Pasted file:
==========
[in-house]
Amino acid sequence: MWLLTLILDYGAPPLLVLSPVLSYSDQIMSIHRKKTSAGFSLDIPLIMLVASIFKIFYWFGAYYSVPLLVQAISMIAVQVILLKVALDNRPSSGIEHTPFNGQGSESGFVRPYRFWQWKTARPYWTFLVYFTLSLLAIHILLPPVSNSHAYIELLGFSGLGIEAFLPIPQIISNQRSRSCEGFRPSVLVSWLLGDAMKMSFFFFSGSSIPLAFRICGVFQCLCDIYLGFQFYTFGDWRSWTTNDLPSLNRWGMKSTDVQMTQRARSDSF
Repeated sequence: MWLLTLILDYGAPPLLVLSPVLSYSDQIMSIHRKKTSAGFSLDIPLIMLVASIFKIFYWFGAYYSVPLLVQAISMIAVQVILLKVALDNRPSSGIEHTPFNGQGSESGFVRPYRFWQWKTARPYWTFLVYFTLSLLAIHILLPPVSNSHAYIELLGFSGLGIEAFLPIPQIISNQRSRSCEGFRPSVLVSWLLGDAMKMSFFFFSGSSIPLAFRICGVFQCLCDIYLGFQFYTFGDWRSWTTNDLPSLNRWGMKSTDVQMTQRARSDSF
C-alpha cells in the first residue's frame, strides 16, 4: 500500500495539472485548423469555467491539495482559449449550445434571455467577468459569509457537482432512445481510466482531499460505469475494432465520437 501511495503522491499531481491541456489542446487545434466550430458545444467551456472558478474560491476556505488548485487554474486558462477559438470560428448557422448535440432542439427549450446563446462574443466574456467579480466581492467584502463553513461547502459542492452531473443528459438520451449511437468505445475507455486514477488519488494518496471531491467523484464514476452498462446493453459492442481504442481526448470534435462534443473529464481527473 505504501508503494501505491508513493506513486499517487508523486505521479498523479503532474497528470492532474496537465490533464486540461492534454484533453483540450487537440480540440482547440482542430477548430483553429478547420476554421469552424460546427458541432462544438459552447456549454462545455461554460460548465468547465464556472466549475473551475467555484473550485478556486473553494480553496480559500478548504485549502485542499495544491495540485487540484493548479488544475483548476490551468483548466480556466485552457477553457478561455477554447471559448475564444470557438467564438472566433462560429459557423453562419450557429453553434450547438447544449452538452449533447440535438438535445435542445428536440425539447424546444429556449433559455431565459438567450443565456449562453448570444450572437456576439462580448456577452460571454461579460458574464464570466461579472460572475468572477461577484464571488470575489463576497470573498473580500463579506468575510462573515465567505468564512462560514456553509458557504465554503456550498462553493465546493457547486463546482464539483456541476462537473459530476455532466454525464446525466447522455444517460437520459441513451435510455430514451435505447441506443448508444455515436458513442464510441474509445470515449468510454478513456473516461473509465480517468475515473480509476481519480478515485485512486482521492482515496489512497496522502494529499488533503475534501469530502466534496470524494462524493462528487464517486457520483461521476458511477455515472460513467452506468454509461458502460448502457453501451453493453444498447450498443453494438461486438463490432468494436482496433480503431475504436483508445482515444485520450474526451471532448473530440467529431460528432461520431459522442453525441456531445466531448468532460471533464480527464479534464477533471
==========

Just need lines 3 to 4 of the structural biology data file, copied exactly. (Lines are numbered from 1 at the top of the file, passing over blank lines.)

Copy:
Repeated sequence: MWLLTLILDYGAPPLLVLSPVLSYSDQIMSIHRKKTSAGFSLDIPLIMLVASIFKIFYWFGAYYSVPLLVQAISMIAVQVILLKVALDNRPSSGIEHTPFNGQGSESGFVRPYRFWQWKTARPYWTFLVYFTLSLLAIHILLPPVSNSHAYIELLGFSGLGIEAFLPIPQIISNQRSRSCEGFRPSVLVSWLLGDAMKMSFFFFSGSSIPLAFRICGVFQCLCDIYLGFQFYTFGDWRSWTTNDLPSLNRWGMKSTDVQMTQRARSDSF
C-alpha cells in the first residue's frame, strides 16, 4: 500500500495539472485548423469555467491539495482559449449550445434571455467577468459569509457537482432512445481510466482531499460505469475494432465520437 501511495503522491499531481491541456489542446487545434466550430458545444467551456472558478474560491476556505488548485487554474486558462477559438470560428448557422448535440432542439427549450446563446462574443466574456467579480466581492467584502463553513461547502459542492452531473443528459438520451449511437468505445475507455486514477488519488494518496471531491467523484464514476452498462446493453459492442481504442481526448470534435462534443473529464481527473 505504501508503494501505491508513493506513486499517487508523486505521479498523479503532474497528470492532474496537465490533464486540461492534454484533453483540450487537440480540440482547440482542430477548430483553429478547420476554421469552424460546427458541432462544438459552447456549454462545455461554460460548465468547465464556472466549475473551475467555484473550485478556486473553494480553496480559500478548504485549502485542499495544491495540485487540484493548479488544475483548476490551468483548466480556466485552457477553457478561455477554447471559448475564444470557438467564438472566433462560429459557423453562419450557429453553434450547438447544449452538452449533447440535438438535445435542445428536440425539447424546444429556449433559455431565459438567450443565456449562453448570444450572437456576439462580448456577452460571454461579460458574464464570466461579472460572475468572477461577484464571488470575489463576497470573498473580500463579506468575510462573515465567505468564512462560514456553509458557504465554503456550498462553493465546493457547486463546482464539483456541476462537473459530476455532466454525464446525466447522455444517460437520459441513451435510455430514451435505447441506443448508444455515436458513442464510441474509445470515449468510454478513456473516461473509465480517468475515473480509476481519480478515485485512486482521492482515496489512497496522502494529499488533503475534501469530502466534496470524494462524493462528487464517486457520483461521476458511477455515472460513467452506468454509461458502460448502457453501451453493453444498447450498443453494438461486438463490432468494436482496433480503431475504436483508445482515444485520450474526451471532448473530440467529431460528432461520431459522442453525441456531445466531448468532460471533464480527464479534464477533471